In January of 2012, Mary Settle Cooney and David Hope as representatives of the Tennessee Valley Art Association and the Ritz Theatre, met with the superintendents of Colbert County, Lauderdale County, Sheffield, Muscle Shoals and Tuscumbia school systems.
They proposed an idea to start a school where they could audition students from the various school systems on both sides of the river in the Shoals.
If selected, the students would come to the Ritz once a week to participate in acting, voice or dance classes. Students could audition for any combination of classes.
The school was named The Ritz School for the Performing Arts.
“The idea for the school is this: Those school systems are not financially in the position to offer these things to the students in these individual schools,” Hope said. “Because there would probably not be enough students interested in each of these schools to warrant a teacher to teach a class like this.”
Hope said they knew, however, there would be plenty of students across the Shoals who would enjoy taking a class such as this — students who are both talented and interested in the material.
The students, Hope said, didn’t have the opportunity to explore their talents and interests in a traditional school setting, leaving the talent to sit there relatively untapped.
So Hope and Cooney scheduled a meeting with the school superintendents.
“They all five agreed immediately that such a program would be very, very valuable, and that they would love to be a part of it,” Hope said.
The classes provide in-depth training from experienced instructors. And because they’re selective with which students they accept, the performing arts school personnel can ensure they provide the best teaching environments for their students. Because a student must apply to the school, there aren’t disruptive students or students who would rather be somewhere else.
This year, 50 students from 15 schools in Colbert and Lauderdale Counties auditioned and 30 students from 10 schools were accepted.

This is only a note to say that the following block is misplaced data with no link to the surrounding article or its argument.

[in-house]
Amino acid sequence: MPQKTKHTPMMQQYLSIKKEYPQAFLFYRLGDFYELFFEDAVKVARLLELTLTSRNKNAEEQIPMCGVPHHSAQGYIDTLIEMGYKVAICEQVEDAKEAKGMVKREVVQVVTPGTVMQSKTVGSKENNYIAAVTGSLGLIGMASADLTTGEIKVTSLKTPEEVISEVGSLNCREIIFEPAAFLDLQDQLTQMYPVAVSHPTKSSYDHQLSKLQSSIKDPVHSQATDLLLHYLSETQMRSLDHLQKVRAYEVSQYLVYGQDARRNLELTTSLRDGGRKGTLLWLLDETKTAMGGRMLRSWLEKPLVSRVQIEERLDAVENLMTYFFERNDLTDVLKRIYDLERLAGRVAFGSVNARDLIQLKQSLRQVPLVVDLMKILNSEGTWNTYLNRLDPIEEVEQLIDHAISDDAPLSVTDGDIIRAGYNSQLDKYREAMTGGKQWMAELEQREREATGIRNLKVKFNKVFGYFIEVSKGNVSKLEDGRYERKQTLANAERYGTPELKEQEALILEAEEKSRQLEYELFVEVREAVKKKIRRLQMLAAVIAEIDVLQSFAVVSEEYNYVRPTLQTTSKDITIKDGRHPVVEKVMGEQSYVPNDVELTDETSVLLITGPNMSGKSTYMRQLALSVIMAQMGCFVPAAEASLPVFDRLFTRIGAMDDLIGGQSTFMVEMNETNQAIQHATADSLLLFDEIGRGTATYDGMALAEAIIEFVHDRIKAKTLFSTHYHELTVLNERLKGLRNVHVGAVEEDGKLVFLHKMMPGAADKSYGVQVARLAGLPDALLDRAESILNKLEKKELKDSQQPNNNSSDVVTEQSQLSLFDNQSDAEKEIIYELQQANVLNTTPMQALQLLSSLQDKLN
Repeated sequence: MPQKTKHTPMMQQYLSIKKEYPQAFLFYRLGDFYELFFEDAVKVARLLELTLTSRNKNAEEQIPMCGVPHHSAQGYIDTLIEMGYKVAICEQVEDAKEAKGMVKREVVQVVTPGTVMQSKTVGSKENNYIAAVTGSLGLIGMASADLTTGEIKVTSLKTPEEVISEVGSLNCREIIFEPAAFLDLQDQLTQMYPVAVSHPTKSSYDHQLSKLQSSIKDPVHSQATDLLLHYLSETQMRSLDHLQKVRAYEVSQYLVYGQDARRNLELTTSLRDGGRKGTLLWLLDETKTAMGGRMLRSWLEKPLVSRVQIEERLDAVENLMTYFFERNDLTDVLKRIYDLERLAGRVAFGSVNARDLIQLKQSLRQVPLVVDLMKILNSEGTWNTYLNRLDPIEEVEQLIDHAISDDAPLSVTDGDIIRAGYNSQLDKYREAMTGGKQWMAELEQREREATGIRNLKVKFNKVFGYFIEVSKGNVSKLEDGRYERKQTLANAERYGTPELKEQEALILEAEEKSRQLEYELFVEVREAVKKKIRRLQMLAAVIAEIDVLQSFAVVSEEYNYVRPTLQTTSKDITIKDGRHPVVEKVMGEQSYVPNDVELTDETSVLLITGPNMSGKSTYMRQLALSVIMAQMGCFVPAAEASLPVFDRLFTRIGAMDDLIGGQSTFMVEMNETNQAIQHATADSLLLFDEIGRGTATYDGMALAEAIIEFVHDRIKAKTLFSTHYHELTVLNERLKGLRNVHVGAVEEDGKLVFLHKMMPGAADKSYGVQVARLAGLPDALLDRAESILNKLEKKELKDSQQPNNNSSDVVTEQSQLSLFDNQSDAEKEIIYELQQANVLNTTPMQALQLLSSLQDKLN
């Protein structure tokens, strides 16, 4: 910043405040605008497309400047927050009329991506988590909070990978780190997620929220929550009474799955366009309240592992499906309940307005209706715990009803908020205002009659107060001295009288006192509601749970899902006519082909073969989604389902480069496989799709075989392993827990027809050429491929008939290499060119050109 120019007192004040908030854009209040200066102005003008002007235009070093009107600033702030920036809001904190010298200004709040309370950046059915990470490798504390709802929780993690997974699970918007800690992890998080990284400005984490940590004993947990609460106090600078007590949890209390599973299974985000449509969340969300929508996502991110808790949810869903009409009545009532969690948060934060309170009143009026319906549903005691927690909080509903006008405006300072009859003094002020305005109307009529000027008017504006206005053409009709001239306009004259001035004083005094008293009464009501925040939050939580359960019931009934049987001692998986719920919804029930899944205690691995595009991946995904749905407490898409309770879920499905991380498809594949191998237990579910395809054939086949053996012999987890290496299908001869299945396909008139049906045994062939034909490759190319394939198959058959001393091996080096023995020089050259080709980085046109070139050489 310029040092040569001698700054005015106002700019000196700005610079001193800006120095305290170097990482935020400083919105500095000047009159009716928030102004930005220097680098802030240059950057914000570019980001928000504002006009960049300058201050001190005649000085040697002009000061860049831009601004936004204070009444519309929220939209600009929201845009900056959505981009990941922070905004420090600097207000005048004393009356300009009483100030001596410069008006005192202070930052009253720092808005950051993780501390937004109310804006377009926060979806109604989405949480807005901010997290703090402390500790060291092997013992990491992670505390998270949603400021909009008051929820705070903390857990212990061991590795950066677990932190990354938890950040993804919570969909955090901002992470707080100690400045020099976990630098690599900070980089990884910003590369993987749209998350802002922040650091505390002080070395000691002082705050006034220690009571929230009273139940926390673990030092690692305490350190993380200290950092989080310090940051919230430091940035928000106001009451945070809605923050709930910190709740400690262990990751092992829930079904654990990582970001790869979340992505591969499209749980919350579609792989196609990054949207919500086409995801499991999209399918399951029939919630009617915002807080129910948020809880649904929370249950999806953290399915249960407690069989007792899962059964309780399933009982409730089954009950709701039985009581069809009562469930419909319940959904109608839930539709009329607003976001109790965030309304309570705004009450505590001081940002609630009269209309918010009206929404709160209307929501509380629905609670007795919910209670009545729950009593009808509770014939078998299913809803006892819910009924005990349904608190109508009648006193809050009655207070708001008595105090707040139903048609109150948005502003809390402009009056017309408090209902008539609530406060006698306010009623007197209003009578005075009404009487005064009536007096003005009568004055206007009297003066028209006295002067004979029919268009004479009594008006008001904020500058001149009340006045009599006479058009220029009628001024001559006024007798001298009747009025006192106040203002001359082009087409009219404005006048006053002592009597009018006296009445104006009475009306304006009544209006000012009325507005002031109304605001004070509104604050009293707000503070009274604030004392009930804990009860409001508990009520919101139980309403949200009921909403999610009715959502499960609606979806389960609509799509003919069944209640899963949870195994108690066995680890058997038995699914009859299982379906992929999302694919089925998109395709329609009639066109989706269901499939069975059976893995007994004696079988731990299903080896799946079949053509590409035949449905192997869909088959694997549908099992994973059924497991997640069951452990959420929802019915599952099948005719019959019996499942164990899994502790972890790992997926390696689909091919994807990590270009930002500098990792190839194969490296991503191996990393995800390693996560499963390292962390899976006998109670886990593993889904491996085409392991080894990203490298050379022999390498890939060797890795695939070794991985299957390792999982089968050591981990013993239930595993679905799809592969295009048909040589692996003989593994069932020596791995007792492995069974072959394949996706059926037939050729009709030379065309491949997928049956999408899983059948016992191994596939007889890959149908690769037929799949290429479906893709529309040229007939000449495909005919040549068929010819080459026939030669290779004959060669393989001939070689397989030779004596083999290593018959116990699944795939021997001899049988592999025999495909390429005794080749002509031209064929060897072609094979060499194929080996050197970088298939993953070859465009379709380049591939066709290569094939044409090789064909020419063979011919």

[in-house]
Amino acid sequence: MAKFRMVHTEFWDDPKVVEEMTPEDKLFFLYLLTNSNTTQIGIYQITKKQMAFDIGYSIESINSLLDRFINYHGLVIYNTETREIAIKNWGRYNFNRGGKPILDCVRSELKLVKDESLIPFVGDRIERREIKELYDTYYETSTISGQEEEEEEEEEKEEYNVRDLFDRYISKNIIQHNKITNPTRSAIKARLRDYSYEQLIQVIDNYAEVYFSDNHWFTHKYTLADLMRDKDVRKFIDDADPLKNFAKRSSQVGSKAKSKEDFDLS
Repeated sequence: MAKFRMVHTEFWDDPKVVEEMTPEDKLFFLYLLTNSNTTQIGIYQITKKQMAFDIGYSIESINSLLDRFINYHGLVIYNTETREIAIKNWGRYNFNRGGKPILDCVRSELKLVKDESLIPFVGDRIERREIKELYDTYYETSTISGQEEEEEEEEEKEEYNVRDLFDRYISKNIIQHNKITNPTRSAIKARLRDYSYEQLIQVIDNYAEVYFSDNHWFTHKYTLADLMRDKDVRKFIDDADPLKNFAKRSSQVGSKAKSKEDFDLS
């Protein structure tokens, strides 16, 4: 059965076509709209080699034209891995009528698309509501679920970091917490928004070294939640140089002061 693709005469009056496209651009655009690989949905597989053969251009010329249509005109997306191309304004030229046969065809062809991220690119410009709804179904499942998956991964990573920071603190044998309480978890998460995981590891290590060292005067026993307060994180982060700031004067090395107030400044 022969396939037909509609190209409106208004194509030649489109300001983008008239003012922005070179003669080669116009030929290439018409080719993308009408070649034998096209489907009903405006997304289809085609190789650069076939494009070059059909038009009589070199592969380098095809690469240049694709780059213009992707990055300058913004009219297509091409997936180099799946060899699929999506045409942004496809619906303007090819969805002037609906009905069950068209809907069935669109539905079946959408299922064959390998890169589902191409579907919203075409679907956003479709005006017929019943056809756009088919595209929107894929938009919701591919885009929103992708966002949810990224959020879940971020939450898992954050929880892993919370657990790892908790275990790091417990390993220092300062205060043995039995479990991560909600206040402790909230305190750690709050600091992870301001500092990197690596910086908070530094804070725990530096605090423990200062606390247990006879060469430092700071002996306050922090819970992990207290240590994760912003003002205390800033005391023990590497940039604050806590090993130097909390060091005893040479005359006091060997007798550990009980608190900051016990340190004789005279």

“They’re not only getting the opportunity to be in a dance class, to be in a voice class, to be in an acting class,” Hope said. “But they’re getting training that is way beyond what the overwhelming majority of high school students get.”
Hope said if students stay in the program, they have to re-audition each year.
The students also stand a better chance at getting scholarship opportunities.
“It’s nice to get different ideas so I can form my own and figure out how I like to do things,” said Michaela Allsup, a junior at Wilson in Lauderdale County.
Allsup said she encourages other students to apply to be a part of the school and not be worried about rejection — something she said is a natural part of the performing arts.
“I probably wouldn’t be doing anything or putting myself out there,” Meghan Raney, a freshman at Wilson, who said she wanted to be involved in a performing arts school for a long time.
Meg McGuire, a junior at Muscle Shoals, said she has taken a lot from the classes, things such as opening up, which she said helps her in her day-to-day relationships.
“It was that moment when I learned that acting is more about vulnerability than anything.” McGuire said. “You have to make yourself open and vulnerable before you do anything.”
Katlyn Barnes, a freshman at Deshler in Tuscumbia, who said she wants to pursue performing arts potentially as a career, said she has learned to analyze and think about what’s going on.
“The way it’s put, just makes me think more and opens it up more,” Barnes said.
This year, the Ritz School for the Performing Arts will have its end-of-the-year Student Showcase on Thursday at the Ritz Theatre, a highlight of what the students have learned in dance, acting and singing.
Bobby Bozeman can be reached at 256-740-5722 or bobby.bozeman@TimesDaily.com.
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